understanding, knowledge and skill of
Stage 1?
How will the design ensure that all
students are maximally engaged and
effective at meeting the goals?
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© 2002 Grant Wiggins & Jay McTighe UBD 08/2002
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Think of your obligations via
W. H. E. R. E. T. O.
“Where are we headed?” (the student‟s Q!)
How will the student be „hooked‟?
What opportunities will there be to be equipped,
and to experience and explore key ideas?
What will provide opportunities to rethink,
rehearse, refine and revise?
How will students evaluate their work?
How will the work be tailored to individual
needs, interests, styles?
How will the work be organized for maximal
engagement and effectiveness?
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© 2002 Grant Wiggins & Jay McTighe UBD 08/2002
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Note that some fields require
you to enter one idea at a time
One idea per box allows for more
powerful searching, selecting, and
attaching to units when you browse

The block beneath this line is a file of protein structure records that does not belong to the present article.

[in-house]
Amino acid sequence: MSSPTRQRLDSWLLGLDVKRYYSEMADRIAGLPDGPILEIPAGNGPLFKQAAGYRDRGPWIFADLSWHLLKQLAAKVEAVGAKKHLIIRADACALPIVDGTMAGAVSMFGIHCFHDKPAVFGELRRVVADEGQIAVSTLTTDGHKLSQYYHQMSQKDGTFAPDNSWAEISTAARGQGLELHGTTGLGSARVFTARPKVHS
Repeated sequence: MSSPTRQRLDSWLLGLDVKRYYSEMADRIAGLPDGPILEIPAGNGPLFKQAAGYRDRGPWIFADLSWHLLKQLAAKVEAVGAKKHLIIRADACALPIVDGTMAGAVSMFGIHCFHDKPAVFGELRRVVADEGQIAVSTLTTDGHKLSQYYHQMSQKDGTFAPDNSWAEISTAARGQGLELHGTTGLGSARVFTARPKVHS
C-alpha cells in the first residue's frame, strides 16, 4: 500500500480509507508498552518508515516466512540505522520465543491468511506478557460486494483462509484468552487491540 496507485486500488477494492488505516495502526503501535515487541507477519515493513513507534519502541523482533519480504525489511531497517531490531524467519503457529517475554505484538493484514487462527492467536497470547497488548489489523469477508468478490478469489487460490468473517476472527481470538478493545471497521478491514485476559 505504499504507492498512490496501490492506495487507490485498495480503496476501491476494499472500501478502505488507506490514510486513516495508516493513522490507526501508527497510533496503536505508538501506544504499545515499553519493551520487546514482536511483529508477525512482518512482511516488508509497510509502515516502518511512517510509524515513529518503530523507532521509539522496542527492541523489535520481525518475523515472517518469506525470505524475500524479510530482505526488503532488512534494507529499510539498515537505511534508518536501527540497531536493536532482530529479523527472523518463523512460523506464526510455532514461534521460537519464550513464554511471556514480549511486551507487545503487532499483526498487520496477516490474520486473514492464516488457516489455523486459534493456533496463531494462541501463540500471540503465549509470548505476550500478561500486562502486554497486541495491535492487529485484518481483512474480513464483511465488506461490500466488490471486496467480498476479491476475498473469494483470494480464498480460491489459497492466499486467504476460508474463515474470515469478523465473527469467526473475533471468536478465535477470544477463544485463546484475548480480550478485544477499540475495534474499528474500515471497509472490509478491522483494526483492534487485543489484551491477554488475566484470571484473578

Essential questions
Enduring understandings
Tasks of complex performance
Rubrics
Also: makes expert reviewer assignment
of “blue ribbons” more precise
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Q
© 2002 Grant Wiggins & Jay McTighe UBD 08/2002
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Help in the Exchange about
all template design elements
Get to know the icons!
 A summary of each field
 Examples for each field
 A self-test of your understanding
for that field
 FAQ‟s and Glossary
 A special unit in which each field is
explained: click the icon for UBD
TEMPLATE
 Web links to resources for that field
Q
?

Ubd template
© 2002 Grant Wiggins & Jay McTighe UBD 08/2002
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for further information...
Contact us:
Grant Wiggins, co-author:
grant@ubdexchange.org
Jay McTighe, co-author:
jmctigh@aol.com
Steve Petti, webmaster:
steve@newimagemedia.com